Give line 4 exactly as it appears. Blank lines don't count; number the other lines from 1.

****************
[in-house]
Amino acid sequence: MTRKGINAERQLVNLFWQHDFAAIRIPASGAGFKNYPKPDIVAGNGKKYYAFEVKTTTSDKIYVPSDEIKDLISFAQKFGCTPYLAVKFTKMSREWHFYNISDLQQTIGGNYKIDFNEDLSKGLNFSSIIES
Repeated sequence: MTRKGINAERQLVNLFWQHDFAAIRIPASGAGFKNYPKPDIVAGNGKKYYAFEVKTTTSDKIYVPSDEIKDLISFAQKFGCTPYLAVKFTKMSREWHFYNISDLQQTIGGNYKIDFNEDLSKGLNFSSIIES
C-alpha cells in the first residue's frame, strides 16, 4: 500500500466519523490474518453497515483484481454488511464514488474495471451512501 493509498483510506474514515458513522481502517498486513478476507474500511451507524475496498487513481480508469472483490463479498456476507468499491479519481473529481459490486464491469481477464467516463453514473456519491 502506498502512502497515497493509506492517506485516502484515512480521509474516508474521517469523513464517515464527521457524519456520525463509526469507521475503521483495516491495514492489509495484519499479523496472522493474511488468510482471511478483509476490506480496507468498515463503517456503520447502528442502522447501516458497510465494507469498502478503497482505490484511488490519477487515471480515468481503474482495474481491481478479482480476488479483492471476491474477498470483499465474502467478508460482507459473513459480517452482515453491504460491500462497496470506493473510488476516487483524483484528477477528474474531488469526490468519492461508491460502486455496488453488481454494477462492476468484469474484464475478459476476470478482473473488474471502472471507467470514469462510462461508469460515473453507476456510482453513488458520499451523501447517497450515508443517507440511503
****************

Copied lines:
C-alpha cells in the first residue's frame, strides 16, 4: 500500500466519523490474518453497515483484481454488511464514488474495471451512501 493509498483510506474514515458513522481502517498486513478476507474500511451507524475496498487513481480508469472483490463479498456476507468499491479519481473529481459490486464491469481477464467516463453514473456519491 502506498502512502497515497493509506492517506485516502484515512480521509474516508474521517469523513464517515464527521457524519456520525463509526469507521475503521483495516491495514492489509495484519499479523496472522493474511488468510482471511478483509476490506480496507468498515463503517456503520447502528442502522447501516458497510465494507469498502478503497482505490484511488490519477487515471480515468481503474482495474481491481478479482480476488479483492471476491474477498470483499465474502467478508460482507459473513459480517452482515453491504460491500462497496470506493473510488476516487483524483484528477477528474474531488469526490468519492461508491460502486455496488453488481454494477462492476468484469474484464475478459476476470478482473473488474471502472471507467470514469462510462461508469460515473453507476456510482453513488458520499451523501447517497450515508443517507440511503